Below is an excerpted address by Shirley Richards, attorney-at-law and immediate past president of the Lawyers’ Christian Fellowship, to the Lions Club of Kingston last Wednesday April 7th
Like it or not, the Charter of Rights, having been passed by both Houses of Parliament, is expected to become law shortly. I think, maybe, that you may be interested in knowing a few of the expected changes which will come to our society as a consequence of the charter. Here are a few of the changes:
Philosophical change in the approach to rights: In what will shortly become the previous document, rights are stated but circumscribed by limitations. In this document, it is fair to say that except for those specific limitations which have been saved, the only limitations which will be recognised will be such as are demonstrably ‘justified in a free and democratic society’.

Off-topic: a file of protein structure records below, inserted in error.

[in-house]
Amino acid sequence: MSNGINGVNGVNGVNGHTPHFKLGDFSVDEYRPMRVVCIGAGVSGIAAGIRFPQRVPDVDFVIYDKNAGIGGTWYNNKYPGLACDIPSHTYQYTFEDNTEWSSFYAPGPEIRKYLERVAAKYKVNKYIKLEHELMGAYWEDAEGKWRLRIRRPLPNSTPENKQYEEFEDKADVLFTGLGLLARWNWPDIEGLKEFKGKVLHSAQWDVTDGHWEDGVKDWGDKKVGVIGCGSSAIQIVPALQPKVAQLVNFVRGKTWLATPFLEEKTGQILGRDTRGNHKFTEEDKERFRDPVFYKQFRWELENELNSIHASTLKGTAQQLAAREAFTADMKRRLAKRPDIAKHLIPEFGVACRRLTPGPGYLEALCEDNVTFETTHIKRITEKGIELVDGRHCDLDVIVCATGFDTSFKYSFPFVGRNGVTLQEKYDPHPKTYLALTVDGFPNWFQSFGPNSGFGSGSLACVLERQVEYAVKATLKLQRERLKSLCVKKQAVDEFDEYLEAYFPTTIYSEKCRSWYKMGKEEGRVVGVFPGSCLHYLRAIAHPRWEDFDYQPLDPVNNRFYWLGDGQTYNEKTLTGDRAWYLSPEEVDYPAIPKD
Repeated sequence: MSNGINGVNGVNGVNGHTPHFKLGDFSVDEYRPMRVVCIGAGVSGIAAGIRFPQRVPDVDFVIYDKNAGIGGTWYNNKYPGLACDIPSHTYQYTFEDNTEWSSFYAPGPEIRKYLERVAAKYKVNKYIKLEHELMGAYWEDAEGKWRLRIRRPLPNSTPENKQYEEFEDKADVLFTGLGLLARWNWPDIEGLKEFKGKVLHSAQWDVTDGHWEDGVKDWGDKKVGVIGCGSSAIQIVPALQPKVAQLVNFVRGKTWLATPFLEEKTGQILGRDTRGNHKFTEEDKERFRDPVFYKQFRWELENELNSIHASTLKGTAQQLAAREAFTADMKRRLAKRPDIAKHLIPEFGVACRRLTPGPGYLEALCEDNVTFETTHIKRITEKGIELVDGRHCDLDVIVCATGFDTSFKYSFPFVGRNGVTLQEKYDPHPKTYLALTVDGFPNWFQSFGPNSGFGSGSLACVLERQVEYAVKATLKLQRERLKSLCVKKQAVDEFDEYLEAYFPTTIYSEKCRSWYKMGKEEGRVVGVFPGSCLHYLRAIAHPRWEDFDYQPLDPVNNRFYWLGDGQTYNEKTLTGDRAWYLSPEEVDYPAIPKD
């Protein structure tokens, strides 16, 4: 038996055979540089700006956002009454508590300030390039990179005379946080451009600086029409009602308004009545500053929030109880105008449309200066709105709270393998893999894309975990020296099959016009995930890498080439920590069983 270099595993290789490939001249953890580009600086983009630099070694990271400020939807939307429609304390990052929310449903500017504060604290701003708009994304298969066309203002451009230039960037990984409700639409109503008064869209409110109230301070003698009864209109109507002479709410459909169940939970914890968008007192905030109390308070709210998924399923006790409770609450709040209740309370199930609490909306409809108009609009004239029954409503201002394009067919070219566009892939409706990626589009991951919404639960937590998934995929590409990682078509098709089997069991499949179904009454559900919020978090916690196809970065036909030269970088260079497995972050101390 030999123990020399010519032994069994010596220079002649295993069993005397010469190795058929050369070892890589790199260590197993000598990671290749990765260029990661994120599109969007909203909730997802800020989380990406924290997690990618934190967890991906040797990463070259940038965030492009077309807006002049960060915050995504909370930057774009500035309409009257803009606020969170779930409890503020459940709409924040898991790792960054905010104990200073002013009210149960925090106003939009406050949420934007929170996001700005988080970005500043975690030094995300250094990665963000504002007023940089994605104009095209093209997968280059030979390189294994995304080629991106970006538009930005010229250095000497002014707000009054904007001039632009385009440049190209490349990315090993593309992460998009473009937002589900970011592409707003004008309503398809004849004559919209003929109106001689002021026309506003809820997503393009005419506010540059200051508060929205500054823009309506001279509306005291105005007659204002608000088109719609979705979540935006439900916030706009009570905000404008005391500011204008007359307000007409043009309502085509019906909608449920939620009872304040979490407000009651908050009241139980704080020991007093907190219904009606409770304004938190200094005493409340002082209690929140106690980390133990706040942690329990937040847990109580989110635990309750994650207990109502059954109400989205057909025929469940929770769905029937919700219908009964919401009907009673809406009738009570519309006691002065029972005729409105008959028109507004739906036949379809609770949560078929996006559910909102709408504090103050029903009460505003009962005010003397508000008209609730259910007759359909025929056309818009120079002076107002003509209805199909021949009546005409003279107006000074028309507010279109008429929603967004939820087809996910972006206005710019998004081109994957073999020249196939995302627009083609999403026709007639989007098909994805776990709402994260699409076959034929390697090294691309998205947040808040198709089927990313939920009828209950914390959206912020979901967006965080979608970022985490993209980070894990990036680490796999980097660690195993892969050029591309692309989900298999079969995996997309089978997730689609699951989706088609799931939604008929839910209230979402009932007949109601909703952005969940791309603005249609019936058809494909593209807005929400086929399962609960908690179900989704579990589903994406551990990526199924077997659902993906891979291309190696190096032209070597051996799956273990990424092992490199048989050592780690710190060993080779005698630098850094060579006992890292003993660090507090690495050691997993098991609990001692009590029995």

The document has both vertical and horizontal effects, meaning that we now have rights against the Government and also against each other. Expect the society then to become more litigious.
The major new rights are the right of a child to publicly funded tuition at the pre-primary and primary levels (Section 13 (k)). The right to enjoy a healthy and productive environment (Section 13 (l)). This should mean, therefore, that we will be able to sue persons who drive defective vehicles on the road as well as companies whose plants emit poisonous fumes.
Civic organisations can now intervene on behalf of individuals whose rights have been contravened or are likely to be contravened (Section 19 (2)).